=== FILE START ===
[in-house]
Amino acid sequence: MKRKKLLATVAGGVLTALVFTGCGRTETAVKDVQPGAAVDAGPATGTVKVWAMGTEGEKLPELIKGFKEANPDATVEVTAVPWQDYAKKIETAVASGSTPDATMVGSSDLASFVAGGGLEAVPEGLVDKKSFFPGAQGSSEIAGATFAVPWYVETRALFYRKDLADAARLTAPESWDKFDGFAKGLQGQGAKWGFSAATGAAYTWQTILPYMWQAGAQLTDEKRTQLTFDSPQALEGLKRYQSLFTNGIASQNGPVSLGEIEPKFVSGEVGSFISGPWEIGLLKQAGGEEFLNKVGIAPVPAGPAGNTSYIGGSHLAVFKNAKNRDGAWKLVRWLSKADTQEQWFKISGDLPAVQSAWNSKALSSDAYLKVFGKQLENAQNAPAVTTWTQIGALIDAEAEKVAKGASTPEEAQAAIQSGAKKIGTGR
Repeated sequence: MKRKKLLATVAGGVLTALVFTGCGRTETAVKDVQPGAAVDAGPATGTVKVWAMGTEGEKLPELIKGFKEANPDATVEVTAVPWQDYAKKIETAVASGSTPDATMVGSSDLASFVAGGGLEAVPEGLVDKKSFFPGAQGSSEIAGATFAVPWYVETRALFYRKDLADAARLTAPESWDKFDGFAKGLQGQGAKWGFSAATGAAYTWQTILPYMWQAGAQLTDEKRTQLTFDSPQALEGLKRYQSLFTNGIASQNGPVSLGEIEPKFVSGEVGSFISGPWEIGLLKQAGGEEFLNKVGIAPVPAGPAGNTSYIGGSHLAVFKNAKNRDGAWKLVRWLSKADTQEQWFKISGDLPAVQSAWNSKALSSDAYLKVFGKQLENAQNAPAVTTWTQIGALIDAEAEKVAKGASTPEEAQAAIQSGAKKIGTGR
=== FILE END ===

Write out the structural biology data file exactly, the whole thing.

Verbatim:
[in-house]
Amino acid sequence: MKRKKLLATVAGGVLTALVFTGCGRTETAVKDVQPGAAVDAGPATGTVKVWAMGTEGEKLPELIKGFKEANPDATVEVTAVPWQDYAKKIETAVASGSTPDATMVGSSDLASFVAGGGLEAVPEGLVDKKSFFPGAQGSSEIAGATFAVPWYVETRALFYRKDLADAARLTAPESWDKFDGFAKGLQGQGAKWGFSAATGAAYTWQTILPYMWQAGAQLTDEKRTQLTFDSPQALEGLKRYQSLFTNGIASQNGPVSLGEIEPKFVSGEVGSFISGPWEIGLLKQAGGEEFLNKVGIAPVPAGPAGNTSYIGGSHLAVFKNAKNRDGAWKLVRWLSKADTQEQWFKISGDLPAVQSAWNSKALSSDAYLKVFGKQLENAQNAPAVTTWTQIGALIDAEAEKVAKGASTPEEAQAAIQSGAKKIGTGR
Repeated sequence: MKRKKLLATVAGGVLTALVFTGCGRTETAVKDVQPGAAVDAGPATGTVKVWAMGTEGEKLPELIKGFKEANPDATVEVTAVPWQDYAKKIETAVASGSTPDATMVGSSDLASFVAGGGLEAVPEGLVDKKSFFPGAQGSSEIAGATFAVPWYVETRALFYRKDLADAARLTAPESWDKFDGFAKGLQGQGAKWGFSAATGAAYTWQTILPYMWQAGAQLTDEKRTQLTFDSPQALEGLKRYQSLFTNGIASQNGPVSLGEIEPKFVSGEVGSFISGPWEIGLLKQAGGEEFLNKVGIAPVPAGPAGNTSYIGGSHLAVFKNAKNRDGAWKLVRWLSKADTQEQWFKISGDLPAVQSAWNSKALSSDAYLKVFGKQLENAQNAPAVTTWTQIGALIDAEAEKVAKGASTPEEAQAAIQSGAKKIGTGR